Register of Deeds William P. O'Donnell and Kathleen Hallett, Founder of Senior Connections, pose for a photo during a speaking event for Senior Connections at St. Mary’s Parish in Wrentham, as part of his ongoing efforts to bring the Registry of Deeds directly to the residents of Norfolk County.
Wrentham, MA- Norfolk County Register of Deeds William P. O'Donnell appeared as a guest speaker for Senior Connections, run by St. Mary’s Parish in Wrentham, as part of his ongoing efforts to bring the Registry of Deeds directly to the residents of Norfolk County.
“Today was excellent, the register shared some really useful information, and people were really interested in how to access their information (deeds and mortgage documents) on the computer,” said Kathleen Hallett, Founder of Senior Connections. “All the information was helpful, especially for those who may not be familiar with using a computer.”
Register O’Donnell gave an overview of the Registry of Deeds, which is the principal office for real property records in Norfolk County, cataloging and housing more than 10 million land documents dating back to 1793.
“I really appreciated hearing about the history of our county and how the Registry of Deeds has been able to record some of these historical documents,” said Beth McCarty, a member and event organizer of Senior Connections.
According to Hallett, the speaking event garnered the attention of many first-time attendees to Senior Connections, who were eager to learn more about the Registry of Deeds.
“I welcome any time I can get out into the community and have the opportunity to speak with people about some issues that homeowners might face,” said Register of Deeds William P. O'Donnell. “I was impressed by the audience engagement and truly glad to see that individuals attending the seminar hosted by Senior Connections were actively interested in learning about these common homeowner issues.”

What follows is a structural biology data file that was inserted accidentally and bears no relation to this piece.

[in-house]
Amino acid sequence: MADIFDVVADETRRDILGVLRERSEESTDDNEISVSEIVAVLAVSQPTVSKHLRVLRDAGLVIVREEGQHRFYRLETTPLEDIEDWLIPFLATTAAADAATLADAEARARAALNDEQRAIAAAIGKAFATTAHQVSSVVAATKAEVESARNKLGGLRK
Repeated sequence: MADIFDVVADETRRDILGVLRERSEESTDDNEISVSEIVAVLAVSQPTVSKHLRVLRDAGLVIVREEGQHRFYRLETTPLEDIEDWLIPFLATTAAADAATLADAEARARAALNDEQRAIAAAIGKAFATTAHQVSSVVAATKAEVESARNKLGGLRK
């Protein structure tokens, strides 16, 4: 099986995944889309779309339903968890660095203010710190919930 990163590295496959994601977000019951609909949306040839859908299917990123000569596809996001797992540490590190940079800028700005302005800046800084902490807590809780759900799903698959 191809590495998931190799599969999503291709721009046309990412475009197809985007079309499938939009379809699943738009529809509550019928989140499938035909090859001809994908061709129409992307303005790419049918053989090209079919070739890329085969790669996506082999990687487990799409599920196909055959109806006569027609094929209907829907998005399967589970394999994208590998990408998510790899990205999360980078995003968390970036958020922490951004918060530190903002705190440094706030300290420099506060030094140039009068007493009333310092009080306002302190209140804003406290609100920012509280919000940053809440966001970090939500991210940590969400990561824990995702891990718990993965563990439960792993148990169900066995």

Register O’Donnell spent time warning those attending the event about an ongoing deed scam that is being perpetrated against all citizens of Norfolk County, young and old. Norfolk County residents continue to receive direct-mail solicitations offering them a certified copy of their property deed for exorbitant fees. The average price for a mailed homeowner’s certified deed by the Registry, usually two pages, is $3.00.
“Don’t fall victim to this deed scam. These companies are making outrageous profits. If a consumer knew that the Registry of Deeds would provide them a certified copy of a property deed for a charge of only $1.00 per page plus an additional $1.00 for postage, they would never agree to pay these companies such an outrageous fee for service,” stated Register O'Donnell.
Register O’Donnell discussed the advantages of the Massachusetts Homestead Act. The Homestead Act is an important consumer protection tool for homeowners, as it provides limited protection against the forced sale of an individual’s primary residence to satisfy unsecured debt up to $500,000.
“Homeowners can have peace of mind knowing that with a Declaration of Homestead recorded at the Registry of Deeds, their primary residence cannot be forcibly sold to satisfy most debts. This is especially important when you consider that for most of us, a home is our most valuable asset,” said O’Donnell.
The Register also reminded attendees about the importance of filing a mortgage discharge after their mortgage has been paid off. A discharge is a document (typically one or two pages) issued by the lender, usually with a title such as “Discharge of Mortgage” or “Satisfaction of Mortgage”. When a mortgage has been paid off, a mortgage discharge document needs to be recorded with the Registry of Deeds to clear a homeowner’s property title relative to that loan.
The Register elaborated on mortgage discharges for the attendees, who seemed particularly interested in the topic.
“In some cases,” noted O’Donnell, “discharges are filed directly by banks or settlement closing attorneys with the Registry as part of a property sale or as a result of a refinancing transaction. In other instances, the mortgage discharge is sent to the property owner, who then becomes responsible for making sure the document is recorded. Whether or not a discharge is recorded by the lending institution or the individual property owner, it is important that the property owner makes sure all necessary documents have been recorded at the Registry of Deeds.”
“It was extremely informative and had really useful information for any homeowner, making it a valuable event for anyone looking to learn more about some of the issues property owners may face,” said McCarty.
Concluding his remarks, O’Donnell stated, “I first want to thank those who attended the event. They asked great questions, and their attendance was greatly appreciated. I also want to thank Kathleen Hallett for inviting me to speak and helping coordinate the event, the members of Wrentham Senior Connections, and the members of St. Mary’s Parish for all they do for the community.”